Local Welfare State Spending and Educational Gaps in Maternal Time with Children – Prof. Margot Jackson
Join us for the Inequity Speaker Series with Professor Margot Jackson, from the Department of Sociology, Brown University.
Registration required | REGISTER HERE
- Date: Friday, April 28th, 2023
- Time: 11 am – 12 pm
- Format: Virtual
Talk Title: Local Welfare State Spending and Educational Gaps in Maternal Time with Children
Persistent socioeconomic divides in the amount and nature of parental time with children have prompted consideration of the factors that mitigate inequalities within the family. At both the national and local levels, the welfare state plays an important role in structuring opportunities for children. Thus it is important to understand the institutional factors that shape parental behavior. Yet, little research examines how the social safety net affects family processes. Using rich data on maternal time with children from the American Time Use Surveys (2003-2016), combined with longitudinal data on public spending in states on major programs affecting children and families, we examine how state spending on children is associated with the size of socioeconomic gaps in maternal childcare time. We find that higher levels of state spending are associated with significant increases in childcare time among low-educated mothers at both the extensive and intensive margin, increasing the likelihood of spending any minutes on primary childcare in a typical day, as well as increasing the number of minutes spent on childcare. In contrast, we observe no variation in the behavior of highly-educated mothers as state spending changes. Consequently, state-level investments could meaningfully narrow socioeconomic gaps in maternal time with children.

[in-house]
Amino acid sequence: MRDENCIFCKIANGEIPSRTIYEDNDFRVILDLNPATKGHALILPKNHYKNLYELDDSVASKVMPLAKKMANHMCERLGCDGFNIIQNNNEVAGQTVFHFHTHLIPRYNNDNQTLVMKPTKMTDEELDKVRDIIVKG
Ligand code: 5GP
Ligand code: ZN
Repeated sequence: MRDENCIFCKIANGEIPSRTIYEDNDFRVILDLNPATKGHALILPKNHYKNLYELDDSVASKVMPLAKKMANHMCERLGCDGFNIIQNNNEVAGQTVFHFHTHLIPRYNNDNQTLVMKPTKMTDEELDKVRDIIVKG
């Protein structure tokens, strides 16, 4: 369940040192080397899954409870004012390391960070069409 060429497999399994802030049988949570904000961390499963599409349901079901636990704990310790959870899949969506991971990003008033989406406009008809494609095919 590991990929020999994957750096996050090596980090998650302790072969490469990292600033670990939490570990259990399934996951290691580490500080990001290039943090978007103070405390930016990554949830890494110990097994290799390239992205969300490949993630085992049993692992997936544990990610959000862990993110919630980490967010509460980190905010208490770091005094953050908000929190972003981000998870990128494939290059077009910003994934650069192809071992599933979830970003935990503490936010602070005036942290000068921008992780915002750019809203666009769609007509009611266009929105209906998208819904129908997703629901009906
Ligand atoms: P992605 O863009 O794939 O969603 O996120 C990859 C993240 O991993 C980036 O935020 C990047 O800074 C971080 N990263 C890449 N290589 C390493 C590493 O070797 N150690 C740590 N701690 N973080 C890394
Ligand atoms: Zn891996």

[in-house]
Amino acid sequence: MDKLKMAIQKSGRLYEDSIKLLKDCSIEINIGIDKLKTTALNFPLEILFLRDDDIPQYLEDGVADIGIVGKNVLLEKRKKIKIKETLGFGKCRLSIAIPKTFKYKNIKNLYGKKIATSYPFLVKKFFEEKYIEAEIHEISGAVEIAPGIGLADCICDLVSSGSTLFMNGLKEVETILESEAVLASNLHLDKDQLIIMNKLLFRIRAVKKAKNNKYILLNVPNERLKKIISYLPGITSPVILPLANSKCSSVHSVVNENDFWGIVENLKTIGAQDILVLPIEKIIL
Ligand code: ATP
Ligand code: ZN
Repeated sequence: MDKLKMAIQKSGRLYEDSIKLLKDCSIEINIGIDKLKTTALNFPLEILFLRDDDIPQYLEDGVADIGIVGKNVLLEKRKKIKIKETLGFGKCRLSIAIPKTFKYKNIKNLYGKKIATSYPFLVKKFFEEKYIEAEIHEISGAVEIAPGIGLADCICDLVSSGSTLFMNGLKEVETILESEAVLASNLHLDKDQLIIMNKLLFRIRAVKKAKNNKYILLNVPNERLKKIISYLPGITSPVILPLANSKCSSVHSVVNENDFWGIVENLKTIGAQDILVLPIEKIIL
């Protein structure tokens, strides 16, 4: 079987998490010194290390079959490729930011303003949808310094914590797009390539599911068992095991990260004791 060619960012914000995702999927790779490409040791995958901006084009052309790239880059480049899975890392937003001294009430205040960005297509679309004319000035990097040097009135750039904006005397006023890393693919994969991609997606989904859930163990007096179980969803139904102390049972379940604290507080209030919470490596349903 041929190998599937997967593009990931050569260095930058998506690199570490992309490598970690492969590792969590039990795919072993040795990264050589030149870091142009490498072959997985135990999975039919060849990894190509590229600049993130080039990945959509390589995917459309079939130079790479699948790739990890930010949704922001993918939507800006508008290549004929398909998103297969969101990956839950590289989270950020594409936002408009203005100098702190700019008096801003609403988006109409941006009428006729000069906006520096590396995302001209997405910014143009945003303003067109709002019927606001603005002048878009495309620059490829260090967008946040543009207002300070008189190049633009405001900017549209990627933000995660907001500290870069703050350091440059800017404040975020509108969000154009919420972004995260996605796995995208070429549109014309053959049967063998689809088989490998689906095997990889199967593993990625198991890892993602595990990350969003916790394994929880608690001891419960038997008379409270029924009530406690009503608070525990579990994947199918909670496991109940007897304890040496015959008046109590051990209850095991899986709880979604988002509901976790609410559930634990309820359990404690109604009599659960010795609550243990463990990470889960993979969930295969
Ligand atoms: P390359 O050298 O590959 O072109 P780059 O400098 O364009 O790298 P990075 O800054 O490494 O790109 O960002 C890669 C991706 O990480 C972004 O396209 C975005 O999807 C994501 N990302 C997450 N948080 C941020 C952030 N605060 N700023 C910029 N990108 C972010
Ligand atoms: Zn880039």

Speaker Profile: Margot Jackson is a professor of sociology at Brown, where she is also associate director of the Population Studies and Training Center. Her research focuses on the study of poverty and inequality among U.S. children and families, and on the role of childhood circumstances in contributing to intra- and intergenerational inequality. Her current research focuses on the potential for public sector investments and public policies to narrow inequality among children and families. Her research has been published in American Sociological Review, Social Forces, Demography, the Journal of Health and Social Behavior and other venues, and funded by NIH, the Russell Sage Foundation and the Spencer Foundation. Jackson is currently editor of Research in Social Stratification and Mobility.